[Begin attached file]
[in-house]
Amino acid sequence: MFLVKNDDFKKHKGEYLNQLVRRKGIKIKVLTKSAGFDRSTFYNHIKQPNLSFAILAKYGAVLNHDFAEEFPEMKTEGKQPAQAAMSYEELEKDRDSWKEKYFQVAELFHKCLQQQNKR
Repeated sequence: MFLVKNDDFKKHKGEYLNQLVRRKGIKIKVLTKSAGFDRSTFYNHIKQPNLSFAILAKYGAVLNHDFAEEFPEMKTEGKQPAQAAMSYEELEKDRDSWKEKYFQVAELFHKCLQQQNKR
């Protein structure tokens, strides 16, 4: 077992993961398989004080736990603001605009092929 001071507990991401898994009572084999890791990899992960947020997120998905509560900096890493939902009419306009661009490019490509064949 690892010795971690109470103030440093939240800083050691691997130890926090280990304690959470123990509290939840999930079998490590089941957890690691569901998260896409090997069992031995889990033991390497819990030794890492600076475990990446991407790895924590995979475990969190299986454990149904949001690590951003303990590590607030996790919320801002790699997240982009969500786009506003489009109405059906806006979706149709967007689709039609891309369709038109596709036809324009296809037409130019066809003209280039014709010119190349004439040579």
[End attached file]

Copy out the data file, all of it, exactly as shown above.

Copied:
[in-house]
Amino acid sequence: MFLVKNDDFKKHKGEYLNQLVRRKGIKIKVLTKSAGFDRSTFYNHIKQPNLSFAILAKYGAVLNHDFAEEFPEMKTEGKQPAQAAMSYEELEKDRDSWKEKYFQVAELFHKCLQQQNKR
Repeated sequence: MFLVKNDDFKKHKGEYLNQLVRRKGIKIKVLTKSAGFDRSTFYNHIKQPNLSFAILAKYGAVLNHDFAEEFPEMKTEGKQPAQAAMSYEELEKDRDSWKEKYFQVAELFHKCLQQQNKR
């Protein structure tokens, strides 16, 4: 077992993961398989004080736990603001605009092929 001071507990991401898994009572084999890791990899992960947020997120998905509560900096890493939902009419306009661009490019490509064949 690892010795971690109470103030440093939240800083050691691997130890926090280990304690959470123990509290939840999930079998490590089941957890690691569901998260896409090997069992031995889990033991390497819990030794890492600076475990990446991407790895924590995979475990969190299986454990149904949001690590951003303990590590607030996790919320801002790699997240982009969500786009506003489009109405059906806006979706149709967007689709039609891309369709038109596709036809324009296809037409130019066809003209280039014709010119190349004439040579």